Mr. Procedure Discusses Procedures — Documenting Software (Part 2)

I apologize for the delay in following up part 1. As discussed in part 1, I considered how software might be documented as part of the larger project documenting a task (usually related to the operation of equipment). In such an environment, the software used to control the equipment is rightly described as a control.

Now the question becomes: when the software itself is the focus of the document, to what depth do I discuss the software functions? I would assume that, at some point, every function has to be described. I will go out on a limb and figure every feature of a software program is there because some user will need it, and if that user needs it, I (as software describer) had better provide a description of its use, how to access it, etc. In short, make sure that the user even knows it exists.

As a result, my axiom to ensure I describe everything that needs describing threatens to run headlong into my axiom to support the adult learner in acquiring information. As a result, my outline to develop a software guide is going to be structured something like this:

1. Introduction to the software (describe its basic abilities, what it does or can do at a high level; explain why the software even exists)

2. General outline of the features (major screens or menus, their function)

3. More specific discussion of features, in which the features will be connected to the basic and intermediate tasks a user of the software would perform

4. How to perform basic tasks (set up, enter data, review data, save data)

5. How to perform what may be termed intermediate tasks (more advanced than basic)

Sections 2-5 would collectively cover what I would call “Layer 1” of software usage. Assuming the user learns and masters the content of Layer 1, subsequent sets of sections can discuss subsequent layers (the number of layers would depend on the complexity and/or capabilities of the software itself).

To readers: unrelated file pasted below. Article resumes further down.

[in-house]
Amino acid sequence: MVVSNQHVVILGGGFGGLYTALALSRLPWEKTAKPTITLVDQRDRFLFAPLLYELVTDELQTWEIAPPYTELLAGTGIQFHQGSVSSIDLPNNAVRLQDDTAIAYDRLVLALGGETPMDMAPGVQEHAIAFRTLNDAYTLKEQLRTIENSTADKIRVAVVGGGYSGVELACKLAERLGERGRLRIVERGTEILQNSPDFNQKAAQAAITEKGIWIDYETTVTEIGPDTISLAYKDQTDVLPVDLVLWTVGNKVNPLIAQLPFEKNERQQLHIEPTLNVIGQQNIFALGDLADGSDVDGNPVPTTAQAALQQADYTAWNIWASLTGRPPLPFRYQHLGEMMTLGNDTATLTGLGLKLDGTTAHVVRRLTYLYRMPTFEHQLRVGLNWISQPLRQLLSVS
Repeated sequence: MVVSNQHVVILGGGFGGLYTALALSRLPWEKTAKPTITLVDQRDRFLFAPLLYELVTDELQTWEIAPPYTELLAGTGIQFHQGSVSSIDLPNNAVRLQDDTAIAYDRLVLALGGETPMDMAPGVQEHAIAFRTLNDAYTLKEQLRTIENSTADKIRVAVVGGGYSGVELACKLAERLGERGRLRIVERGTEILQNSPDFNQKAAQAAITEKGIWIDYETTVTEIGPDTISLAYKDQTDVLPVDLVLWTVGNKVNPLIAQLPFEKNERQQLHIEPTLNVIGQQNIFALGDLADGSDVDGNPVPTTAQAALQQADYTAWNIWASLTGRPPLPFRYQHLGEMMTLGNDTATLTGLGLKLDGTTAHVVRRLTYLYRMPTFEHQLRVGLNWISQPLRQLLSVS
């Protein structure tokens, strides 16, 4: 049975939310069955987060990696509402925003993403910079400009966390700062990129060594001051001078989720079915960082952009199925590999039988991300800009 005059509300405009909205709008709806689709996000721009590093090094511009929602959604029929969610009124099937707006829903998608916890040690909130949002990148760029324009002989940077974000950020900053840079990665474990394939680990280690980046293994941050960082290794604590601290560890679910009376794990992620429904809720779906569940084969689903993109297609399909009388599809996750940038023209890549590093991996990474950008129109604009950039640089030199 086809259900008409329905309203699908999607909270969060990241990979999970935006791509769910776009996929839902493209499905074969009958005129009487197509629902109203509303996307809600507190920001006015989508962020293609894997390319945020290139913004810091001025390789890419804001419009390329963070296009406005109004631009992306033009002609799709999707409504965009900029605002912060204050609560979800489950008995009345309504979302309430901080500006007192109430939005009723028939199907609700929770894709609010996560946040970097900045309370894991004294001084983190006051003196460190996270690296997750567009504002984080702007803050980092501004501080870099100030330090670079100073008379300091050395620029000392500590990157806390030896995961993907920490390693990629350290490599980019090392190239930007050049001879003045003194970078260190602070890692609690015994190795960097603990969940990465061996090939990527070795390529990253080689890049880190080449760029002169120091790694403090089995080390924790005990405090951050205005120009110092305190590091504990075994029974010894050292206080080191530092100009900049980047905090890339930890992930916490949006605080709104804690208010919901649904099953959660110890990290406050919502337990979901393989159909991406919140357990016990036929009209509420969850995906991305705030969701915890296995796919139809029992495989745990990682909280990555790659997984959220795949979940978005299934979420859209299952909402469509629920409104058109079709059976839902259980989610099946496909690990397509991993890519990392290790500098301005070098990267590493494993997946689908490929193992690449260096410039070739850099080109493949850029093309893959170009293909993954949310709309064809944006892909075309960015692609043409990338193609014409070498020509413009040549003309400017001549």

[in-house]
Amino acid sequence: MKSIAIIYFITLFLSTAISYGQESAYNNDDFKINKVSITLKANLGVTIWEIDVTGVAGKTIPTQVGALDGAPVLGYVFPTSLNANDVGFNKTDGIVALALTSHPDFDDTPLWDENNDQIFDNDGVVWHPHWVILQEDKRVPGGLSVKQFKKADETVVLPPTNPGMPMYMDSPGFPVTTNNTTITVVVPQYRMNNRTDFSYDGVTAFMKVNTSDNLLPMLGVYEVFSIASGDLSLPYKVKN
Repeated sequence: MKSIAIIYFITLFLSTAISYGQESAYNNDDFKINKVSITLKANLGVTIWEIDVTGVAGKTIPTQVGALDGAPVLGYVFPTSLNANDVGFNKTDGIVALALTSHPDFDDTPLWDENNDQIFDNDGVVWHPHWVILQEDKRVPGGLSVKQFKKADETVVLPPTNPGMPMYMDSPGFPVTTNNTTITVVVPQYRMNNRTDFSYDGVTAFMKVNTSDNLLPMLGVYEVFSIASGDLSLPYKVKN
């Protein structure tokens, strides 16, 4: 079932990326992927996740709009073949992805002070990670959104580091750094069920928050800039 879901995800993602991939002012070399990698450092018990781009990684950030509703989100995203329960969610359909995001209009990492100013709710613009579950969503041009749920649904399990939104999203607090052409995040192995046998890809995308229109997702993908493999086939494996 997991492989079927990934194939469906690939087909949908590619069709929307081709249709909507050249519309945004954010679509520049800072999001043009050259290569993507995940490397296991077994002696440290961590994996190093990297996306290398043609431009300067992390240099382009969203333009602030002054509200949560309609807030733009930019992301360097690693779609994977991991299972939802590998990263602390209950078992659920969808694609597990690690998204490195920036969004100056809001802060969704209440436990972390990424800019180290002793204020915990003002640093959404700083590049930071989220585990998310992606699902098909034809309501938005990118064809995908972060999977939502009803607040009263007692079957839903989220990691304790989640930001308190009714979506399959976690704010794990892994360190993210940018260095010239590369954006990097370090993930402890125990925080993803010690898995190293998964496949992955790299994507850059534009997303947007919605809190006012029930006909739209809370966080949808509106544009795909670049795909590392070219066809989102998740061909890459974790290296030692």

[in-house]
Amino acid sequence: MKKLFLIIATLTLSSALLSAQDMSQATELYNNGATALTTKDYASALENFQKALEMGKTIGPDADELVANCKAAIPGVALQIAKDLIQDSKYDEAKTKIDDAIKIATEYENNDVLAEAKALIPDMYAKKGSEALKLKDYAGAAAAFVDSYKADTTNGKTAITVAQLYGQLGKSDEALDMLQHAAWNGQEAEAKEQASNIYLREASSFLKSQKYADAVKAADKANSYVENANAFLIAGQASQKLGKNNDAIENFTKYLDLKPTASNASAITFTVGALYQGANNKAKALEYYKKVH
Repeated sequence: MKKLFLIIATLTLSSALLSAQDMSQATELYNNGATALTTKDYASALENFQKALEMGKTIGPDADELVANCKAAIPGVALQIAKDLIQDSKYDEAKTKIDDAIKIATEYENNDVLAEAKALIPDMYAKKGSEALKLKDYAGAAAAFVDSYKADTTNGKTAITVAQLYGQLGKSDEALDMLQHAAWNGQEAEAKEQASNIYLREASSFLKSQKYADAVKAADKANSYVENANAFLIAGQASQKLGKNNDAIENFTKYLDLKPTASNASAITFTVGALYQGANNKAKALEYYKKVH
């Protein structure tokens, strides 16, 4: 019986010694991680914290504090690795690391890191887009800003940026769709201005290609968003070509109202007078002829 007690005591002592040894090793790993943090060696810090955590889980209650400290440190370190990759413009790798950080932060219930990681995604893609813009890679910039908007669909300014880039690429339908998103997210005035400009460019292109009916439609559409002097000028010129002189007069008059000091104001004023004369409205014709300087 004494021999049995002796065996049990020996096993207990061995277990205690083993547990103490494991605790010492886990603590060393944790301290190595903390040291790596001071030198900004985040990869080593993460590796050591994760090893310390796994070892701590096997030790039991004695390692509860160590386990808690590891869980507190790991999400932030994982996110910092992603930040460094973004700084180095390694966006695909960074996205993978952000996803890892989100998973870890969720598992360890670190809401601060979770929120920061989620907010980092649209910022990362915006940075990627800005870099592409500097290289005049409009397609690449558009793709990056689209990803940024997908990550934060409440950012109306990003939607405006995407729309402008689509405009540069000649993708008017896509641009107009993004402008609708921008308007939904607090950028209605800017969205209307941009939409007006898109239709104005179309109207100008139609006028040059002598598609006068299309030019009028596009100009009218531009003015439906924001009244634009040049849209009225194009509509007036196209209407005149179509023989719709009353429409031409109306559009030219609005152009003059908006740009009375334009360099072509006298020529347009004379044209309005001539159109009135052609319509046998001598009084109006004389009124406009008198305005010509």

As for dissecting individual features, I would attempt to limit my discussion of features, initially at least, to those actually used in the tasks described. But further on, separate from the layered discussion above, I would have as needed detailed discussion of the other functions. Each I would attempt to set up as follows:

     Name of feature

     What the feature allows the user to do

     Access and use of the feature

     Other features associated with this feature

Since a lot of these features would most likely be accessed by an index, I would want the user to see right up front what the feature is intended to do. If the feature does not do what the user is researching to see if the feature does, the user should understand that right away instead of after spending several minutes reading about the feature and playing with it.

Anyhow, that is my take. As I wrote this, I did not have a specific type of software in mind. Again, I have not previously written software descriptions except for cases where the software was part of the equipment’s control system. My thought process is based on the idea that the organization’s needs (what they need done) is the independent variable and the software capability (how the software accomplishes what the organization needs) is the dependent variable, as opposed to the other way around. That is, the organization has task-related needs to have the software they have purchased, and their first priority is getting those tasks accomplished, not learning some cool new software. I may be completely wrong in that assessment; maybe to the software developer, the software is “the thing” and the user is expected to rearrange their operations to fit into what the software supports.

Of course, thinking of my experience with ERP (enterprise resource planning) software, I may be spun 180° around in my thinking. This is where I expect those of you with more experience and understanding to comment back to me. Just be nice about it.

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About Tim James "Mr. Procedure"

A communicator; all-purpose capability in writing, designing and presenting training for all facets of organizational function. While my focus has been manufacturing, my training/development experience includes supervisory and lead person development, audit processes, continuous improvement and Lean, and Quality Management System implementation.
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